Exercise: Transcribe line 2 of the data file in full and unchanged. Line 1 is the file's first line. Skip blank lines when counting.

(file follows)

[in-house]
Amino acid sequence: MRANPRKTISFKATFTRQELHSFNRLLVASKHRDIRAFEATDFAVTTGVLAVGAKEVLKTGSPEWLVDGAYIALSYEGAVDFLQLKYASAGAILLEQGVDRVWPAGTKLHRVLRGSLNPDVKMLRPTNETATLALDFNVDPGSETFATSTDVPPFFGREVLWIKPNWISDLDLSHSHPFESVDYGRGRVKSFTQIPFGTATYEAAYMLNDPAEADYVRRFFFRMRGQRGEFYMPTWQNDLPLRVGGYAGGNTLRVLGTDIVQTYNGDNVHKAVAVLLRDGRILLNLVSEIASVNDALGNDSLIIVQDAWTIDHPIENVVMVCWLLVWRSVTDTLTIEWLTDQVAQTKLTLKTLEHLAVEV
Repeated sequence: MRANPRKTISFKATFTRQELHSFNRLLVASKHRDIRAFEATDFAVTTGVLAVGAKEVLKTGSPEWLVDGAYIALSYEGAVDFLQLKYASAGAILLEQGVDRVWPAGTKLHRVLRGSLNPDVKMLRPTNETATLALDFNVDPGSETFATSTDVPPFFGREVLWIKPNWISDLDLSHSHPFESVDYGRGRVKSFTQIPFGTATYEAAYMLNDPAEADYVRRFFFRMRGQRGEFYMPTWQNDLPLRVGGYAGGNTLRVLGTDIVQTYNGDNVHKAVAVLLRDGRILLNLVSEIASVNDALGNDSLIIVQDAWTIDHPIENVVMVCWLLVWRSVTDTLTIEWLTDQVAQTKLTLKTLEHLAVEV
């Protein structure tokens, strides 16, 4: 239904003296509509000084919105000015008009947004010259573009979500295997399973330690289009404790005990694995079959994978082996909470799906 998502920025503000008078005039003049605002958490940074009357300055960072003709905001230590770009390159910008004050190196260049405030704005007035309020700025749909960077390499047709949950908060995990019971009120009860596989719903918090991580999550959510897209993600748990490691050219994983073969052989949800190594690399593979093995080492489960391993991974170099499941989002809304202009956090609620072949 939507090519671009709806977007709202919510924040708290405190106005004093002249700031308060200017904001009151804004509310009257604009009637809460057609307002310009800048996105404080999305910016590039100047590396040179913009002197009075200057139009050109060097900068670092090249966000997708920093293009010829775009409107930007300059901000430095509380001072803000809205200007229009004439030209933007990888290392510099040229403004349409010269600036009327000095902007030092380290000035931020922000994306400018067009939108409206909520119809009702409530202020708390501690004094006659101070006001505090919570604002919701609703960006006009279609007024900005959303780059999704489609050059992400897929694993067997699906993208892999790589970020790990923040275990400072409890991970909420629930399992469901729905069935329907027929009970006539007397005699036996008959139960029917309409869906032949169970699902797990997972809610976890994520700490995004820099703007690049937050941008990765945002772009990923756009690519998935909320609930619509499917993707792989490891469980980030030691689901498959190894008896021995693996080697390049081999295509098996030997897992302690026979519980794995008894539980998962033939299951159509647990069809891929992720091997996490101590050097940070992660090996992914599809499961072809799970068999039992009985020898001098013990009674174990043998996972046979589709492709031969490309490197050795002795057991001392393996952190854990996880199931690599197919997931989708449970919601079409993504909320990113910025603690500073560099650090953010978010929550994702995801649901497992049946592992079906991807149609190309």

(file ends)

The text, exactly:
Amino acid sequence: MRANPRKTISFKATFTRQELHSFNRLLVASKHRDIRAFEATDFAVTTGVLAVGAKEVLKTGSPEWLVDGAYIALSYEGAVDFLQLKYASAGAILLEQGVDRVWPAGTKLHRVLRGSLNPDVKMLRPTNETATLALDFNVDPGSETFATSTDVPPFFGREVLWIKPNWISDLDLSHSHPFESVDYGRGRVKSFTQIPFGTATYEAAYMLNDPAEADYVRRFFFRMRGQRGEFYMPTWQNDLPLRVGGYAGGNTLRVLGTDIVQTYNGDNVHKAVAVLLRDGRILLNLVSEIASVNDALGNDSLIIVQDAWTIDHPIENVVMVCWLLVWRSVTDTLTIEWLTDQVAQTKLTLKTLEHLAVEV